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While researching on Möbius strips I found its parametric representation on a lot of websites claiming it is easier. Can someone please explain what problems appear when modelling the Möbius strip using implicit functions?

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  • $\begingroup$ One obvious problem is how to incorporate the edge: that is, how to stop your surface going off to infinity, rather than covering only a finite region. $\endgroup$ – Chappers Apr 27 '15 at 15:44
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Chappers pointed out a problem with edges; those could be handled by imposing an inequality constraint. That is, it is conceivable to have an implicit equation for the Möbius strip of the form $$M=\{(x,y,z) : F(x,y,z) = 0, \ \text{some inequality with x,y,z}\}$$ Another issue is the non-orientability. If the gradient of $F$ did not vanish anywhere on $M$, it would define a nonvanishing normal field, contradicting the non-orientability. Even allowing $\nabla F$ to vanish in some places leaves a sticky issue: if we go off the surface by a small amount, $F$ will be either positive or negative... how to deal with transition from positive to negative? There are two ways:

  1. No transition: use $F$ such that $F\ge 0$ everywhere. For example, $F(x,y,z)$ could be the squared distance from $(x,y,z)$ to the set $M$. Then, by construction, the equation $F=0$ describes $M$. Drawback: there is no hope of getting an explicit form of $M$. This cheap, trivial, definition of $F$ does not yield any insights about $M$.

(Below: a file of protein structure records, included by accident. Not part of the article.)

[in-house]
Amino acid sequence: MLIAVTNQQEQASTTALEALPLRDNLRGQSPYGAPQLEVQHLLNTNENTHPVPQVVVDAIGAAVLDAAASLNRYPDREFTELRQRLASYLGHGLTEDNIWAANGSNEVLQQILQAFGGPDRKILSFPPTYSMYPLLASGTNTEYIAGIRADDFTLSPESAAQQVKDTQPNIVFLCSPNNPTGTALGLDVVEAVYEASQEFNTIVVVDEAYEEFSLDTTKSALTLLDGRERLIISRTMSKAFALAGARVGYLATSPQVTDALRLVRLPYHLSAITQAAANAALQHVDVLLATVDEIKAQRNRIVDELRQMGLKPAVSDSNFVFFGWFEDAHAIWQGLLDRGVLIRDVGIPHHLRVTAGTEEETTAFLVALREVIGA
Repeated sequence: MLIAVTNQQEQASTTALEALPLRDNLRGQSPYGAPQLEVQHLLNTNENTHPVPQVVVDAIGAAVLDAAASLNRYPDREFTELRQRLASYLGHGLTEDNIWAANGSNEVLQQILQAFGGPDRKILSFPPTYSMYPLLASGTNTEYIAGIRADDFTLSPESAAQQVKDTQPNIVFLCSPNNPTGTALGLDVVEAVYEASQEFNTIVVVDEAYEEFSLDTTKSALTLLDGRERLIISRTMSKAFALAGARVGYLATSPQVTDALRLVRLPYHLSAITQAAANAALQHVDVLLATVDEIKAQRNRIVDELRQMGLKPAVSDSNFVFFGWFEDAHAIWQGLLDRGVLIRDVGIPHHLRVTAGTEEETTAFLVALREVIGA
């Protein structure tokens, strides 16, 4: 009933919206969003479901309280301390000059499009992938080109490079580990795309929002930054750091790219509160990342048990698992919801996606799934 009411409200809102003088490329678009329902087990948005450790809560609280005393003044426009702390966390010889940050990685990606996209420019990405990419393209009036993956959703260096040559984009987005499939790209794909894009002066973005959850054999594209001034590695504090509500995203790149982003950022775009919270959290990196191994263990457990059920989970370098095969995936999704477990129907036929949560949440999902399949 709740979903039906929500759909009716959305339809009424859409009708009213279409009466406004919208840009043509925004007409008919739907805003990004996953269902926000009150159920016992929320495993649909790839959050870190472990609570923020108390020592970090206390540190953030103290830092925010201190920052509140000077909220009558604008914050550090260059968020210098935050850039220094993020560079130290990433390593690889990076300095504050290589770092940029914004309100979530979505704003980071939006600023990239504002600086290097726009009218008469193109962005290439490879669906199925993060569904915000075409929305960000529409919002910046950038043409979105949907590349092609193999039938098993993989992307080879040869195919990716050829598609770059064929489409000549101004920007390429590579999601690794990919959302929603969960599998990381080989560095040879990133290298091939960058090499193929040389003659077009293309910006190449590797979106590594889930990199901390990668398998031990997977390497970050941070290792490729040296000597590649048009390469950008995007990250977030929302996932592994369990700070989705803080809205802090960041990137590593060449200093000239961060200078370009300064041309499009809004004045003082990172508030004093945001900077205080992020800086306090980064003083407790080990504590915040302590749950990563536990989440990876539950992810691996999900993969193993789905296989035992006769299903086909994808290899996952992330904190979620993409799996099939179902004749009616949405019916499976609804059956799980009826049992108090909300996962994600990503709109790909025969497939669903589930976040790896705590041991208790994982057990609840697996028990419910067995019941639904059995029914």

2. Transition via self-intersection: the surface $\{F=0\}$ crosses itself, as on the picture below. Drawback: only a part of $\{F=0\}$ is a Möbius strip (the part highlighted in red); the intersecting piece is extraneous.

mobius

The blue surface above has a pretty simple implicit equation: $$y(x^2+y^2+z^2-1)-2z(x^2+y^2+x) =0 \tag{1}$$ One can check that the standard parametrized Möbius strip $$ \begin{split}x&=(1+s\cos(t/2))\cos t \\ y&=(1+s\cos(t/2))\sin t \\ z& = s\sin(t/2) \end{split} \tag{2}$$ is contained in (1); that is, plugging (2) into (1) yields $0=0$. But (1) does not exhaust all solutions of (2).

References:

  1. Wolfram Mathworld
  2. Encyclopedia of Analytical Surfaces by S. Krivoshapko and V.N. Ivanov; page 419.

The latter refers, concerning equation (2), to Willy Dedonder, "La surface de Moebius...", Industries et sciences. 1987; 63, no.2, p.2-8.

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